Police refused OIA request to release correspondence with Westpac, Hager says

Dirty Politics author lays complaints with Privacy Commissioner, Ombudsman after Police refuse to even acknowledge if the correspondence exists.   Paul Brislen talks about Westpac and Nicky Hager on NBR Radio and on demand via MyNBR Radio.

Click the NBR Radio box for on-demand special feature audio: Paul Brislen savages Westpac

Dirty Politics author Nicky Hager has requested documents from the Police under the Official Information Act and the Privacy Act, he said this afternoon through a member of his legal team, Felix Geiringer.

The Police have not been willing to provide the documents under those acts, Mr Geiringer says. "Indeed, the Police have refused even to acknowledge the existence of correspondence with Westpac under those acts. This is despite Mr Hager expressly asking the Police to list all of the documents they were wholly withholding under those acts."

Mr Hager says he has complained to the Privacy Commission and the Office of the Ombudsman about the Police failure to respond fully to his requests for documents. Representatives of both those organisations have met Mr Hager’s lawyers and have been liaising with Police over these complaints. 

On the matter of Westpac handing over personal information about Mr Hager to police without a court order, Mr Geiringer's statement says, "Now that the fact of this breach of privacy has been made public, Mr Hager intends to seek a full and frank disclosure of the extent of the breach from Westpac. He looks forward to receiving Westpac’s response to that request and will be considering his options to take this matter further.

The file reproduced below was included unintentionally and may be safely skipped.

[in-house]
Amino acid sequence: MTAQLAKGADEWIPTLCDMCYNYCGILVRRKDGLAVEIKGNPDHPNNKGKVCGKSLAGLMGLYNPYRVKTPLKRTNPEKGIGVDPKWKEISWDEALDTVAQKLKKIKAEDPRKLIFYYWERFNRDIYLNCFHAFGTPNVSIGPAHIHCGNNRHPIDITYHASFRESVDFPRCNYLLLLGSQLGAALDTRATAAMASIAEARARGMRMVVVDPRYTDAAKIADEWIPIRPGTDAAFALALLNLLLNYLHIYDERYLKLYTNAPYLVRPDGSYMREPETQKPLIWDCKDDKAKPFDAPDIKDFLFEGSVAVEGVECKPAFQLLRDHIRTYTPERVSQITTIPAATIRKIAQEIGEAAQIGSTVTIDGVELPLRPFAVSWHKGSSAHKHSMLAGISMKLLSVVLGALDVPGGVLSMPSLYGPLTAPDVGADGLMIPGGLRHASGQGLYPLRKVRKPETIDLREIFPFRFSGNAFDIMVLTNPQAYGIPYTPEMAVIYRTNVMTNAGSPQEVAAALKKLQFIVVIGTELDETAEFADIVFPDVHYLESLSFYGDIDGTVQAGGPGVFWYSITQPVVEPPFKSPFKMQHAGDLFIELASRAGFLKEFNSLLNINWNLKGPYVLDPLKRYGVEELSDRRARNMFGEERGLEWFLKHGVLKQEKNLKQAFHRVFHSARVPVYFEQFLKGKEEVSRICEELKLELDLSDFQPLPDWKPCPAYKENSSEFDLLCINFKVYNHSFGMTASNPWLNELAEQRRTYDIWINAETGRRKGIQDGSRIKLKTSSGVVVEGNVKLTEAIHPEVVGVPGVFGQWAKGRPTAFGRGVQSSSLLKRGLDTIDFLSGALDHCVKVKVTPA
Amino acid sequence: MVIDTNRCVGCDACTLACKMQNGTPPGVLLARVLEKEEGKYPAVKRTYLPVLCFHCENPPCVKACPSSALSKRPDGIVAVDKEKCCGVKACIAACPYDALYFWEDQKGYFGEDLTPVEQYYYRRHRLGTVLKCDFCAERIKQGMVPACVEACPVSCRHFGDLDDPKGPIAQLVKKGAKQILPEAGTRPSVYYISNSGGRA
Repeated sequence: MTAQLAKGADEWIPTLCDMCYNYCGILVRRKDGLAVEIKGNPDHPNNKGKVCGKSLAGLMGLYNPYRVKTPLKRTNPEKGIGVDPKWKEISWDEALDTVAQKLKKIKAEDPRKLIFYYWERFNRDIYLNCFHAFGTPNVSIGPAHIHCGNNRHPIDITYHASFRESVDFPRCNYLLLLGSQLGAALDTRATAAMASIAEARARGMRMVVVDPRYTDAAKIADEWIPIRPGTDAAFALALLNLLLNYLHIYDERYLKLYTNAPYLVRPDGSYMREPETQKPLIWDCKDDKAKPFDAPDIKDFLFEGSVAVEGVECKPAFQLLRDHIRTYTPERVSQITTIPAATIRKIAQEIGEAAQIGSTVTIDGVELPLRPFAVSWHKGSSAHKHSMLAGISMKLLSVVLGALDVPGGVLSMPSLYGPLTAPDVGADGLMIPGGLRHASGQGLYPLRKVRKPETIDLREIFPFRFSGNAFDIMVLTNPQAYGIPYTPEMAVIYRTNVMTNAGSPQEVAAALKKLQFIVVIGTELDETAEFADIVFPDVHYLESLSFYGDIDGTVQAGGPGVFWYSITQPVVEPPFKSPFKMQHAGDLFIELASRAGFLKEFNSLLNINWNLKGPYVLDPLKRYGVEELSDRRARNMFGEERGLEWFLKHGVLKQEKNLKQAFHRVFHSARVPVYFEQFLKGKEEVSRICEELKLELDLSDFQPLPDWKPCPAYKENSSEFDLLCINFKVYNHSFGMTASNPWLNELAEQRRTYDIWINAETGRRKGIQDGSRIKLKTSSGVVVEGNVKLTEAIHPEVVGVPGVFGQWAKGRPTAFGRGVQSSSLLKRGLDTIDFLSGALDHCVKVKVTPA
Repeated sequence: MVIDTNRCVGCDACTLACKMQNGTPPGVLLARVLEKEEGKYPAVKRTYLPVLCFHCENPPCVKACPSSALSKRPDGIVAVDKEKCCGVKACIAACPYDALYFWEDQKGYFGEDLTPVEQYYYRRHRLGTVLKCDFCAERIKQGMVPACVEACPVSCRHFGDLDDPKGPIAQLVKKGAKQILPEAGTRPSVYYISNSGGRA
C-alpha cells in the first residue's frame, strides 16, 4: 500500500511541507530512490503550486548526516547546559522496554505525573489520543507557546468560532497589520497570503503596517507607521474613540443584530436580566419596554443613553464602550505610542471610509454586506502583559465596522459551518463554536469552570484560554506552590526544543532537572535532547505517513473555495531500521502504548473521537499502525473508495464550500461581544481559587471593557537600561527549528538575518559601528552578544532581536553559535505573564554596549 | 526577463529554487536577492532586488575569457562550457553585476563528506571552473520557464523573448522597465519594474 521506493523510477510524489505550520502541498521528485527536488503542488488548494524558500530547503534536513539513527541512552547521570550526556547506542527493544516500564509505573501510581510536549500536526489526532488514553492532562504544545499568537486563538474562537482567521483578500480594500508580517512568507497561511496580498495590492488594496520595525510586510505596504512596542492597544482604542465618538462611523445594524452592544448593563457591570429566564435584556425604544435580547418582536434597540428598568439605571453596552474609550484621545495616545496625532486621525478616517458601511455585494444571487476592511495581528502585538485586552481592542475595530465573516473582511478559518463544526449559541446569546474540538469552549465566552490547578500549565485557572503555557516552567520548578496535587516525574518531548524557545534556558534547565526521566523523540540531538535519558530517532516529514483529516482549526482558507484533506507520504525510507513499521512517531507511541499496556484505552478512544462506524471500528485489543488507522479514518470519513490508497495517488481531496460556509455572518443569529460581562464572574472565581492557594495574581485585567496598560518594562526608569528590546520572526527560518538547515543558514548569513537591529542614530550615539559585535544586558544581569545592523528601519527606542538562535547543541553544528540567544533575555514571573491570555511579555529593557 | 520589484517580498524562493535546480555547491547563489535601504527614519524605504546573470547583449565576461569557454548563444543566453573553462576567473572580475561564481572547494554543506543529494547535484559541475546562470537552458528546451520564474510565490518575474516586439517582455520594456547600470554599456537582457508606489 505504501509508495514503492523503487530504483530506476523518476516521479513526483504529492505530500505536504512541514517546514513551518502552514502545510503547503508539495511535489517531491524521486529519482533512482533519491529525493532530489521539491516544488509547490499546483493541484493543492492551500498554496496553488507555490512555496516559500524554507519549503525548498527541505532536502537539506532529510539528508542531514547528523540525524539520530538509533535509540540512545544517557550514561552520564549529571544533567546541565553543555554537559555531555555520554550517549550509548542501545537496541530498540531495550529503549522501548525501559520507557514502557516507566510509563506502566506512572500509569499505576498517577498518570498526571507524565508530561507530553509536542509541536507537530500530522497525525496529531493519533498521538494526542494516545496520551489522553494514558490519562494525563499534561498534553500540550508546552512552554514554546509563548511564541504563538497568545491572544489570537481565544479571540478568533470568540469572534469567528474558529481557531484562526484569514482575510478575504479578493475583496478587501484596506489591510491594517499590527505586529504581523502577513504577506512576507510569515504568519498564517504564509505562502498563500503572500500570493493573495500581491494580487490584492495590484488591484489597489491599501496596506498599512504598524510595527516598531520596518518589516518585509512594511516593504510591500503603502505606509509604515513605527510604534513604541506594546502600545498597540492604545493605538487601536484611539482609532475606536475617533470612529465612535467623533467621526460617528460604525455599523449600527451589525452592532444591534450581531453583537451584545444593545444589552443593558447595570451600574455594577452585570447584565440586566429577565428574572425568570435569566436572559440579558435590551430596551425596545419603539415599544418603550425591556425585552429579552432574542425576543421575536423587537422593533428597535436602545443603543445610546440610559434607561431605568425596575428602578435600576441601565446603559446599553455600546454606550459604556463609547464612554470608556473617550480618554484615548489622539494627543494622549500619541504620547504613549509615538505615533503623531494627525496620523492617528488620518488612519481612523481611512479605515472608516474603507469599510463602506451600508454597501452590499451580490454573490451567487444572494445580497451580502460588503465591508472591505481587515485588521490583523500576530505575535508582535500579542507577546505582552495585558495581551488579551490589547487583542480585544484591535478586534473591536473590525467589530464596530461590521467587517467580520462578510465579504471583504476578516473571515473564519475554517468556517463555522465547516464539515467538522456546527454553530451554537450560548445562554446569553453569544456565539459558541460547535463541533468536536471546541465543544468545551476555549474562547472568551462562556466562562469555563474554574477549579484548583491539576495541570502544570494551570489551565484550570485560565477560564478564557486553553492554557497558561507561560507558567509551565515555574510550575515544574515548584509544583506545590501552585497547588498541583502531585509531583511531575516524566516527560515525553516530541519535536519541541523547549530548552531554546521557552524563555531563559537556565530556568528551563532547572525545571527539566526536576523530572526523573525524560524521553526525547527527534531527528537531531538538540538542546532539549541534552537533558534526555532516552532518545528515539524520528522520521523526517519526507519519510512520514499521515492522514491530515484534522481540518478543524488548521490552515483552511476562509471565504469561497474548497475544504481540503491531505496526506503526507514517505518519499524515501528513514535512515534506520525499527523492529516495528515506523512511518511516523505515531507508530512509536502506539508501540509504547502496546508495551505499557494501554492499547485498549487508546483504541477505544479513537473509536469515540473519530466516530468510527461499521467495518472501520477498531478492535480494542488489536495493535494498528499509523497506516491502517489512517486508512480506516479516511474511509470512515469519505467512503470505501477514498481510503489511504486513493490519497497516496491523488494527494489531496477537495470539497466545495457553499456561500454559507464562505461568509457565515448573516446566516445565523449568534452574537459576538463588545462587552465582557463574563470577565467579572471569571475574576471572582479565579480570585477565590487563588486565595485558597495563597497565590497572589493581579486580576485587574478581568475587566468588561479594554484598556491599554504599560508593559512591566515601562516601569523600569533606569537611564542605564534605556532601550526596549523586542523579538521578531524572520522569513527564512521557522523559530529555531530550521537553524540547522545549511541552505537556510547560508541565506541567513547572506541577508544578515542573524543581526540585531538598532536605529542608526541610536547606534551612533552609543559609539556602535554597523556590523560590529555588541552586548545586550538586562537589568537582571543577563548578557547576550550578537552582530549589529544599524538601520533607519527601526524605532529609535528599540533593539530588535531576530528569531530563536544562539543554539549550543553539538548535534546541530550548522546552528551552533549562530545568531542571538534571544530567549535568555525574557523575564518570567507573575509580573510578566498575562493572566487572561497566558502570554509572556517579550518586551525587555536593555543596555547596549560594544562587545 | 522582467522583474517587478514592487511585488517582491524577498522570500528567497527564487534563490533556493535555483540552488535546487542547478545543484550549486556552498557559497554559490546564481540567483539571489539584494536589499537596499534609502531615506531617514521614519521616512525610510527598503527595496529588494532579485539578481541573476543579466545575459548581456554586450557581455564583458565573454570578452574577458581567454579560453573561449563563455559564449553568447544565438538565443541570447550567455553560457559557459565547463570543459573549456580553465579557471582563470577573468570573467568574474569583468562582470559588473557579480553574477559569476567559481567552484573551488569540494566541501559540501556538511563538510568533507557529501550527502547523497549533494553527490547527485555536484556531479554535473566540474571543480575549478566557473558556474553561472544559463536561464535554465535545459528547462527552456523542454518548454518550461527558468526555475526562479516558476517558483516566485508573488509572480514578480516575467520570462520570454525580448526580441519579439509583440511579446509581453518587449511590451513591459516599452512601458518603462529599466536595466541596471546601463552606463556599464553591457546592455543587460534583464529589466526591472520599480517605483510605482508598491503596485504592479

"Mr Hager is very concerned by this breach. His case before the High Court includes a claim against the Police under the Bill of Rights Act for seeking and obtaining that information without a production order. He fully intends to explore all options open to him now that he is free to do so."

His lawyer says Mr Hager could not lay a complaint with the Privacy Commissioner up to now because "Until this weekend, Mr Hager only knew about the privacy breach by Westpac through court discovery. Documents provided through discovery are not allowed to be used for any other purpose until they are relied on in open court. Since this part of Mr Hager’s case has not yet been argued, he has not been able to make use of his knowledge of this breach, not even to raise the matter with Westpac or the Privacy Commissioner."

Earlier today, a Westpac spokesman would not comment to NBR about the bank's policy in regard to handing over customer data without a production order, saying "We don’t give the policy out because it’s an internal policy."

After being forwarded a copy of Mr Geiringer's statement, Police spokesman Grant Ogilvie told NBR, "Our response is that we are not going  to comment on matters which are subject to ongoing judicial processes and are still under active investigation."

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